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Cross-Cultural Variations in Naïve Psychology among 2-year-olds: A Comparison of Children in the United Kingdom and Singapore

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Children’s understanding of naïve psychology is the main focus of this study. Research evidence suggests that 2- and 3-year-olds understand some aspects of naïve psychology. By 4 years, they develop internal representations of mental states. Previous studies have also reported cross-cultural variations in naïve psychology development. The majority of this research has focused on Western individualistic societies such as Australia, Europe and North America, and Eastern collectivism societies such as China and Japan. Singapore with its blend of Eastern and Western values represents a unique case for comparison with Western societies. This paper reports a cross-cultural study of young children’s developing understanding of naïve psychology in Edinburgh, UK and Singapore. It addresses three main questions: (a) Are there cross-cultural differences in the development of naïve psychology?; (b) What are children’s performance sequences on naïve psychology tasks?; and (c) Are naïve psychology concepts coherent? The participants were 87 children from the UK (n=43, mean age 2 years 4 months) and Singapore (n=44, mean age 2 years 5 months). This study incorporated several established tasks of pretence, desires, emotions, perceptions, appearance-reality and false-beliefs to investigate children’s understanding of non-representational and representational mental states. The results showed no gross cross-cultural differences. However, significant cultural differences in performance on two tasks and differences in the coherence of naïve psychology concepts were identified. The results highlight the importance of considering subtle cultural influences on children’s developing understanding of various aspects of naïve psychology.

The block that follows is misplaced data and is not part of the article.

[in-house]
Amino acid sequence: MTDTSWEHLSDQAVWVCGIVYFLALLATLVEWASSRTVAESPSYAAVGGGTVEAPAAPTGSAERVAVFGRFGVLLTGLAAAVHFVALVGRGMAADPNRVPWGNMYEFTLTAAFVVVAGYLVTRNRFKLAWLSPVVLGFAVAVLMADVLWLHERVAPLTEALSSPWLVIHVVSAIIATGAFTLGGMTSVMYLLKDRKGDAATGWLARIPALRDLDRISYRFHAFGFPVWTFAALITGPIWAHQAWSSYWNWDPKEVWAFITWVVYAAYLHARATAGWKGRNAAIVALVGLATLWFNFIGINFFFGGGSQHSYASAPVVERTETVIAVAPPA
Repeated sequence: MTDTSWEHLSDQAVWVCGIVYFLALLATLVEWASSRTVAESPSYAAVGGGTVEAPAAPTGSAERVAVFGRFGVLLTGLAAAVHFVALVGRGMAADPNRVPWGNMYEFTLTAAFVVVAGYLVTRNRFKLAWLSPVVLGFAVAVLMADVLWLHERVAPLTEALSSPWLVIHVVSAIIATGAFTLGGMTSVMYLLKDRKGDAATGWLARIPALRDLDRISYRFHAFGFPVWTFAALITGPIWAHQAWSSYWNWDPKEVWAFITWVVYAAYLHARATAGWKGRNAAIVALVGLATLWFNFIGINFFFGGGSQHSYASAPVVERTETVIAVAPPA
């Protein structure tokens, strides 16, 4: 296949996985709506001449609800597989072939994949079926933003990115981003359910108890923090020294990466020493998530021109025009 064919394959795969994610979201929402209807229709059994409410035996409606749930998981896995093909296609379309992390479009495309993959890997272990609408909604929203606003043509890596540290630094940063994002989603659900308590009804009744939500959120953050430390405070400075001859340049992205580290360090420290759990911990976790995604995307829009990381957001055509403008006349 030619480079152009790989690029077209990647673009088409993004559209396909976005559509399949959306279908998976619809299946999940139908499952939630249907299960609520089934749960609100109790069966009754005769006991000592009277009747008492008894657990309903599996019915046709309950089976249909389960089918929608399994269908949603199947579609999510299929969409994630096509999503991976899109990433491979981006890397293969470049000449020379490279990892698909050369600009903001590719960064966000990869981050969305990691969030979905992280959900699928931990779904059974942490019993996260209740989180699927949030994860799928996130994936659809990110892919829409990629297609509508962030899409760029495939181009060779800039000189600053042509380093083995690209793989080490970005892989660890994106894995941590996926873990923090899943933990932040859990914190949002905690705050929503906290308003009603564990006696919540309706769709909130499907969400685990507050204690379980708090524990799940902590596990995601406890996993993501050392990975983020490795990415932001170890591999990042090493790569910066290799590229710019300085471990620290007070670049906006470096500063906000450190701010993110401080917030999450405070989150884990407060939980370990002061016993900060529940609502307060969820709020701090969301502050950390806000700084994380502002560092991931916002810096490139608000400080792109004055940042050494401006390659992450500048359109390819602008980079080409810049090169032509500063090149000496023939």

Affiliations: 1: Moray House School of Education, University of Edinburgh St John’s Land Holyrood Road, Edinburgh EH8 8AQ UK, Email: A.K.Lim@sms.ed.ac.uk; 2: Moray House School of Education, University of Edinburgh St John’s Land Holyrood Road, Edinburgh EH8 8AQ UK; 3: School of Health and Social Sciences, Middlesex University London UK

10.1163/156853710X531177
/content/journals/10.1163/156853710x531177
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/content/journals/10.1163/156853710x531177
2010-01-01
2016-12-07

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